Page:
Raising a child who is visually impaired comes with lots of new joys and plenty of heartache that can be difficult to deal with on your own.
These organisations can offer the additional care and advice needed for you to become the best parent advocate you can be, and support your child to reach their highest possible potential.
The VICTA Parent Network
VICTA offers a family support service which is delivered by parents for parents. The Parent Network aims to provide localised groups and an online forum for parents to meet, chat, share experiences or ask questions. If you are unable to find the information you require on the Parent Portal, then please utilise The Parent Network Facebook group. Parent knowledge is very powerful and practical, and the Parent Network is in place so that you can source this directly. The Parent Network also gives parents the opportunity to arrange family or parent only events and groups in their area. If you’re interested in finding out more about this, please get in touch. Click here to visit the Parent Network Facebook page.
Guide Dogs Family Support Team
Guide Dogs Family Support team gives the families of children with a visual impairment practical and emotional support, advice and information. They can also advise and work with other professionals and organisations. The Family Support Team offer independent advice on claiming benefits or make contact with agencies and organisations on the family’s behalf. They usually operate over the telephone, although they may provide one-to-one support in person in some cases.
Look provides advice and guidance to parents, guardians and carers of children and young adults with visual impairments. The Look Helpline provides advice, emotional support and information for young people and their families. Look can also support your young person directly through their mentoring scheme. Visit the website or call 07464 351958.
RNIB Sight Loss Counselling
The RNIB Sight Loss Counselling Team provide support for anyone affected by sight loss, including sighted parents of children and young people with a visual impairment.
You can self-refer for counselling and emotional support through the website above. You can also call the RNIB Helpline number, 0303 123 9999, which will give you the opportunity to speak to a Sight Loss Adviser who can discuss a full-range of support available. The advice service is open from 8am to 8pm Monday to Friday and 9am to 1pm on Saturdays.
RSBC Family Support Service
RSBC are on hand from the moment you hear the news about your child’s sight. The team help you to understand the condition and prognosis, adapt to its challenges, and build confidence. Their aim is that your family can access every opportunity to ensure you have fulfilled and happy lives. The service is open to families with blind and partially sighted children up to the age of 25.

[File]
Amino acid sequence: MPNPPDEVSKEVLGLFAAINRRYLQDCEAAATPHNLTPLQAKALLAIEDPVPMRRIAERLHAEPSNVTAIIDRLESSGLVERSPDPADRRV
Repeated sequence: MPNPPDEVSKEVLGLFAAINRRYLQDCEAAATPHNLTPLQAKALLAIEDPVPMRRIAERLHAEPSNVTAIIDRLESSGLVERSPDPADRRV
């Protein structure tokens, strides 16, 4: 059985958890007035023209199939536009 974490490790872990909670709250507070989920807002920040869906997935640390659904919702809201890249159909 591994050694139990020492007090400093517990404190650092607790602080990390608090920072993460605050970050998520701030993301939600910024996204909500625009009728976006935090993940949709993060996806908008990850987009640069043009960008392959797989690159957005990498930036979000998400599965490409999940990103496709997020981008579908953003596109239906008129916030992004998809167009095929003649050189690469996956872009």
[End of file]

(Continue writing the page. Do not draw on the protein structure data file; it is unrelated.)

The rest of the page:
Retina UK Helpline
Retina UK support people affected by inherited, progressive sight loss. Their Helpline is manned entirely by volunteers, who either live with, or have close family members, with inherited sight loss. Callers can ask condition-specific questions and seek information about benefits, employment and education. It is completely confidential and gives the opportunity to discuss feelings or concerns with an experienced volunteer. The number to call is 0845 123 2354.
Sight Advice FAQ
The Sight Advice FAQ is a collaboration by RNIB, Guide Dogs, VICTA, Visionary, Fight for Sight, Vision UK and the Macular Society. The FAQ answers questions about living with sight loss, eye health or being newly diagnosed with a sight condition. This includes those who are supporting people through their sight loss journey, including parents, partners, carers and friends.
Although not specifically aimed at supporting the families of blind and partially sighted children, this organisation can help you find more support. The website is full of useful information covering practical, financial, health, work and careers advice. It also covers supporting you to take a break, and mental health and emotional well-being advice.
Contact a Family
Parent support groups are a great way to meet other parents for practical and emotional support. Most support groups are set up and run by parents and carers of children with additional needs. Some professionals and organisations, particularly children centres, run their own groups. You can use this website to find national and local support groups for parents of children with a range of disabilities.
KIDS are a national charity, founded 49 years ago, providing a wide range of support services to disabled children, young people and their families. They support children with any disability from birth to 25 years of age. KIDS have services that provide general parent and family support as well as key working, sleep projects, parent forums and befriending services. More information can be found on their website.
Sibs supports children who have a disabled brother or sister. They provide information, training and support for siblings of all ages. For siblings aged 7 – 17, there is a specific service called Young Sibs, which includes an online forum for siblings to share experiences with other children who have a disabled sibling.